AI @ BlackRock: Why poverty, why women, and why social entrepreneurship?
On the 11th of July, we were invited to BlackRock share more about our work. In her speech, our Co-Founder, Laina Raveendran Greene, posted three overarching questions: why are we targeting poverty, why are we targeting women, and why social entrepreneurship?
To answer the first question, Laina explained that poverty is often the root cause of many other problems, such as corruption or gender inequality. She also discussed how many businesses, such as fast fashion or fast food, often exploit the poor — when we purchase a new scarf at a great deal, how often do we stop and wonder how exactly that low price came about? The best way to combat that problem, then, is to spend your dollars on sustainable businesses instead, and A.I. has made it easy by bringing sustainable, responsible products directly to your doorstep.
As for the second question — why target women — Laina urged the audience to close their eyes and think about poverty. The image that often pops up in your mind is that of a woman sitting at the side of a street, holding in a child in her arms and begging. Although we have achieved the U.N. Millennium Development Goal of halving extreme poverty, the majority of people still living in poverty today are women. This is because women are often the “invisible infrastructure” of the community: they are the ones who carry water, look after children, take care of subsistence farming, and so on. As a result, women are often left behind when new opportunities arrive.
Not only have women been left behind in the fight to eradicate poverty, women also make good investments. When you help a woman, you don’t just help a single individual; you also help her family and her community. Furthermore, according to Forbes, women entrepreneurs bring in 20% more revenue with 50% less money invested. In other words, investing in women is not just the right thing to do — it’s also the smart thing to do. However, there also exists an unconscious bias towards micro-finance. Although women have graduated from micro-finance, investment firms, for the most part, have not. As such, A.I. works to educate people, helping them to move beyond that idea and support social enterprises instead. This brings us to our third question: why social entrepreneurship? According to Richard Branson, the brands that will thrive in the years to come are the ones that have purpose beyond profit. These companies are not only more sustainable, but also help to create a more just society.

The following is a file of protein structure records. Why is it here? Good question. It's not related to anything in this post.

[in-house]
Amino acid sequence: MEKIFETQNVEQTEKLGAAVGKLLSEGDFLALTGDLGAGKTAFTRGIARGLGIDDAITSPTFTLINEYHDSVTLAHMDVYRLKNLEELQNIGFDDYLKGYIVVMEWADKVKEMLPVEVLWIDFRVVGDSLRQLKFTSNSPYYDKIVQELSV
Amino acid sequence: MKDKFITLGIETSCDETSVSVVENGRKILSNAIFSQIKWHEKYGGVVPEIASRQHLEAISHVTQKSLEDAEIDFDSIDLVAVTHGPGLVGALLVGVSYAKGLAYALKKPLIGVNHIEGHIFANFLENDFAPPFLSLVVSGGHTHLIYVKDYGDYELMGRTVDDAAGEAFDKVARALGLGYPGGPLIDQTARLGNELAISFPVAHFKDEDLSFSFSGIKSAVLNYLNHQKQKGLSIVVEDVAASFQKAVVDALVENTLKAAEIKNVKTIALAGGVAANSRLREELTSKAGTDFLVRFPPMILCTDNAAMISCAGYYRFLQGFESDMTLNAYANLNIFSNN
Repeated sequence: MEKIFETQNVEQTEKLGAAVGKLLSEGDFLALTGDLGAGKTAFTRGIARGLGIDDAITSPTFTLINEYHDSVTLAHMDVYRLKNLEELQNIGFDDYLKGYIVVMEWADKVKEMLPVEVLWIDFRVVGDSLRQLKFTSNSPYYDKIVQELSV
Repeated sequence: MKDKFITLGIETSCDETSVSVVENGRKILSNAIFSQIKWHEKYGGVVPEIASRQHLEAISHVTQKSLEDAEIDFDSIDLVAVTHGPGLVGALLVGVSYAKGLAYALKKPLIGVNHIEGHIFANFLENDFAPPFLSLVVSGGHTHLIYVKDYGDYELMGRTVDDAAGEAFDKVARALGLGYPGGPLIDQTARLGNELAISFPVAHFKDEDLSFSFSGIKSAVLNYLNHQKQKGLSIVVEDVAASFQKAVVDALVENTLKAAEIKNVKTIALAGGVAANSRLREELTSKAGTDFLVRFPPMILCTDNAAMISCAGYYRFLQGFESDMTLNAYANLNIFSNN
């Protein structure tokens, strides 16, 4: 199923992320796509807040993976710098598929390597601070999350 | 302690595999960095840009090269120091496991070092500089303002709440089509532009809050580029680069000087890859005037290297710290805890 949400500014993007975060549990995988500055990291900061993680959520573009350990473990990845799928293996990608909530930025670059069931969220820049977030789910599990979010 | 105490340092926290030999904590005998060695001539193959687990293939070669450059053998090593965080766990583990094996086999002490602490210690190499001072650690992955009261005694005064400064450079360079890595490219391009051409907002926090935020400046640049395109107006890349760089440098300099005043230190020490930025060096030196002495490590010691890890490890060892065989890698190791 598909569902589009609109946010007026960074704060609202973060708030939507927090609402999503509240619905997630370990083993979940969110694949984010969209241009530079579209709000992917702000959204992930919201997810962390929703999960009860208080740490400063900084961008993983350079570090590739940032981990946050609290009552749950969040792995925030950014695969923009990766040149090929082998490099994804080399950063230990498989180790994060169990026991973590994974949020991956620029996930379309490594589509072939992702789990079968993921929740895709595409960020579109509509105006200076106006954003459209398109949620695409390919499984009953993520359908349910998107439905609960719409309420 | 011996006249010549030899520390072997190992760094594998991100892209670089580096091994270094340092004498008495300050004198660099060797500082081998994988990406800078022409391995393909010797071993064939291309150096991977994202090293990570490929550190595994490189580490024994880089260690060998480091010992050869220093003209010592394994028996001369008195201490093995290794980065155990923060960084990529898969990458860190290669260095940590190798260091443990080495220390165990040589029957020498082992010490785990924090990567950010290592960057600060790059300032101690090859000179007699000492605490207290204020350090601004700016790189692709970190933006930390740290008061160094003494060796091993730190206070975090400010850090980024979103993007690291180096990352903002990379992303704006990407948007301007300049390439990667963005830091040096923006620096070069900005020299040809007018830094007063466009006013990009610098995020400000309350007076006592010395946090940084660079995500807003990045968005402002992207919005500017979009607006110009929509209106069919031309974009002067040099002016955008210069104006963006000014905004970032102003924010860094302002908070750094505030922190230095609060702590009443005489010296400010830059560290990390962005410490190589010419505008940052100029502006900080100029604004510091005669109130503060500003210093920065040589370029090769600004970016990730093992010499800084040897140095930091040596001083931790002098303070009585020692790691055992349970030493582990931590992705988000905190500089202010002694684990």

A.I. recognises that the most sustainable way of to make an impact is through social entrepreneurship, and not charity or donations. However, the problem with many social enterprises is that they are too big for small loans, yet also too small for impacted investors at the same time. As a result, they end up stuck in a chasm known as the “pioneer gap”. A.I. thus offers support to these women social enterprises. Laina raised the example of Krakakoa, which works directly with smallholder farmers in Indonesia for bean-to-bar chocolates. This allows farmers to move up the value chain, thereby getting out of poverty. Laina ended the speech by urging the audience to donate their most precious resource: their business-related skills. As a corporate, these skills are invaluable in helping social enterprises to succeed. Apart from volunteering skills, we can also directly fund these enterprises through investments. A simple way to support them is simply to buy their products, be it as a personal or corporate gift.
Laina ended the speech by recalling the words of Muhammed Yunus: poverty can be changed. If we all do our part, we can put poverty in the museums. Together in unity, we can, in fact, end poverty.